Vibraphonist/composer Mulatu Astatke is the creator of Ethio-jazz and reputedly the first African musician to study at Berklee. Prior to that he had studied music in Wales and London. Whilst in America in the 1960s and early 1970s Astatke absorbed diverse influences and a dense rhythmic mosaic is a key component of this pulsating recording. Afro-Latin, jazz and funk vibes meet traditional Ethiopian roots music, with Astatke leading a stellar band of musicians from Ethiopia, London and Paris.
Astatke's influence stretches beyond Africa. On hearing French compilation Ethiopian Groove: The Golden Seventies
(Blue Silver, 1994) Boston saxophonist Russ Gershon
was inspired to record a loose suite of several Ethiopian tunes with his Either/Orchestra
on More Beautiful Than Death
(Accurate, 2000). An invitation to Ethiopia followed where a concert with Ethiopian musiciansincluding Astatkewas documented in Ethiopiques 20: Live in Addis
(Buda Musique, 2005). Gershon has been a strong advocate of Ethiopian music ever since. Coming full circle, it's Astatke's arrangement of the E/O leader's tune "Azmari' that gets this set off to a flyer.
"Azmari" fairly storms forth, with Richard Olatunde Baker's intoxicating percussive stew a potent engine. Pianist Alexander Hawkins
and James Arben's oboe forge stabbing unison motifs as Messale Asmamow's trilling krarr (six-string lyre) and Indris Hassun's massinko (one-string fiddle) respond with striking counter accents. It's a dramatic ensemble piece evocative of Duke Ellington
at his most vibrant. Astatke's band played with Ellington's orchestra in Addis Ababa in 1973 during a State Department-sponsored tour and Ellington is clearly a touchstone for the Ethiopian.
That said, this is Ethiojazz and the African influences are prominent. Two traditional Ethiopian tunes are given the Ethiojazz treatment: "Hager Fiker" features snaking vibraphone and flute solos but it's the call and response between piano and trumpet/masinko and the utterly infectious percussive groove that stick in the memory; likewise, "Gumuz," featuring the uplifting vocals of Tesfaye and Jean-Baptiste Saint-Martin's sunny jazz-funk guitar, works its way under the skinand into the feetfrom the get go. Drummer Tom Skinner
and percussionist Francois Verly ply irresistible beats on a track clamoring for a Giles Peterson club remix.
Tesfaye stars on the danceable "Gamo," buoyed by female backing vocals and piquant brass, and again on the driving "Gambella" his distinctive vocals lead the ensemble. These tracks and Malian singer Fatoumata Diawara's turn on the rhythmically layered "Surma" lean more towards traditional African music than jazz. Diawara's performance, nevertheless, is compelling. Following her debut Fatou
(World Circuit, 2011), which featured Tony Allen
, Toumani Diabate
and Led Zeppelin's John Paul Jones
Diawara's star is the ascendancya new Oumou Sangaré in the making.
Two standout tracks are Astatke's "Assosa Derache" and "Motherland Abay." On the former, a brass arrangementfeaturing trumpeter Byron Wallen
and Arbendominates as the intensity waxes and wanes like an Ellington suite. Astatke's dreamy vibraphone forges a deep undercurrent, contrasting with Wallen's fire and the ever-percolating rhythms. The latter tune stems from an achingly lyrical opening that pitches Danny Keane's cello, Kandia Kora's kora, Yohanes Afwork's washnit (end-blown flute), piano and clarinet in delicate orchestration. At the halfway point the rhythm section joinstreading softlyand ushers in a delightful solo from Wallen on muted trumpet. The seductive fusing of traditional Ethiopian and jazz instrumentation works a charm, highlighting Astatke's skills as an arranger.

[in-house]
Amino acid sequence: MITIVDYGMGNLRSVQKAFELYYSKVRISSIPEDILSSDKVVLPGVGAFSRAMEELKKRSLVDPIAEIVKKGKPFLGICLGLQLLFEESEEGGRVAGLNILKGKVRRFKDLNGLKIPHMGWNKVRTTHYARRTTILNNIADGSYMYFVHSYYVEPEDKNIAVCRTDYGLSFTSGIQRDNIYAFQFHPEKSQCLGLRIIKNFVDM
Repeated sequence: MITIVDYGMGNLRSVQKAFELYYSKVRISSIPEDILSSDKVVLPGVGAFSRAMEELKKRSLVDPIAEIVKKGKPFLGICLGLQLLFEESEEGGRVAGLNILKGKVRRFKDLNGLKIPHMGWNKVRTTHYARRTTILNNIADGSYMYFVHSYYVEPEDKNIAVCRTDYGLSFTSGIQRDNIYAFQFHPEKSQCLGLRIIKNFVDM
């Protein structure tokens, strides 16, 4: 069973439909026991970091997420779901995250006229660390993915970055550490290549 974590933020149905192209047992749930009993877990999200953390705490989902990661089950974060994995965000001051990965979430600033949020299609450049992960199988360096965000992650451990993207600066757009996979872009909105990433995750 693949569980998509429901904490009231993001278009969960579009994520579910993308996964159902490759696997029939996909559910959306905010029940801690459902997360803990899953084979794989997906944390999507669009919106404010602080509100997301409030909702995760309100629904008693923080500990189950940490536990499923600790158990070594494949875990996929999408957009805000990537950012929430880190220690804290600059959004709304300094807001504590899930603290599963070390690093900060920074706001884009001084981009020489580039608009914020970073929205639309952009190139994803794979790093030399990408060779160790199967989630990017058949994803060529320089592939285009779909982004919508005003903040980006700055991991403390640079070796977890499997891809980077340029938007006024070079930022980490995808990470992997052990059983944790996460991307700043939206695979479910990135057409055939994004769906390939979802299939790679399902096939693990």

In Astatke's music you can hear the spirit of Ellington, Gil Evans
, Miles Davis
and Sun Ra
. It shouldn't come as a surprise. In an interview with All About Jazz in 2011
, The Either/Orchestra's Russ Gershon spoke of the music they encountered in Ethiopia: "A lot of the Ethiopian music we were dealing with had been hugely influenced by American music, jazz and pop and Latin music. Then if you take a step back and think, where do the elements of American music come from? Half of them at least come from Africa. So we're all swimming in the same pond, to some extent."
More than a pond, Astatke swims in a sea of influences where ancient and modern sounds converge to create vibrant contemporary music. Sketches of Ethiopia
is trumpeted as Astatke's first release on an international label in fifty years, though that honor should probably go to UK label Strut Records, who released Mulatu Steps Ahead
in 2010. For anyone interested in Astatke's early music check out the compilations New York-Addis-London: The Story of Ethio Jazz
, 2009) or Ethiopiques Vol 4: Ethio Jazz & Musique Instrumentale (1969-1974)
, 1998), which revisits Astatke's early 1970s releases in Ethiopia.
As good as his early stuff is, however, Astatke's music today has greater currency and vitality than ever.
Azmari; Gamo; Hager Fiker; Gambella; Assosa Derache; Gumuz; Motherland Abay; Surma.
Step Ahead: Mulatu Astatke: vibraphone, piano, keyboards; Yohanes Afwork: washint;
James Arben: flute, oboe, tenor saxophone, clarinet; Messale Asmamow: krar; Richard
Olatunde Baker: percussion; John Edwards: double bass, bass; Indris Hassun: masinko;
Alexander Hawkins: piano, keyboards; Danny Keane: keyboards, cello; Tom Skinner:
drums; Tesfaye: lead vocals (2, 4, 6); Byron Wallen: trumpet. Guests: Fatoumata Diawara:
lead vocals (8); Francois Cordas: tenor saxophone (5); Kandia Kora: kora (2, 4, 7); Eric
Longsworth: cello (5); Jean-Baptiste Saint-Martin: guitar (2, 5, 6); Francois Verly:
percussion (2-8); Memeru: choir leader.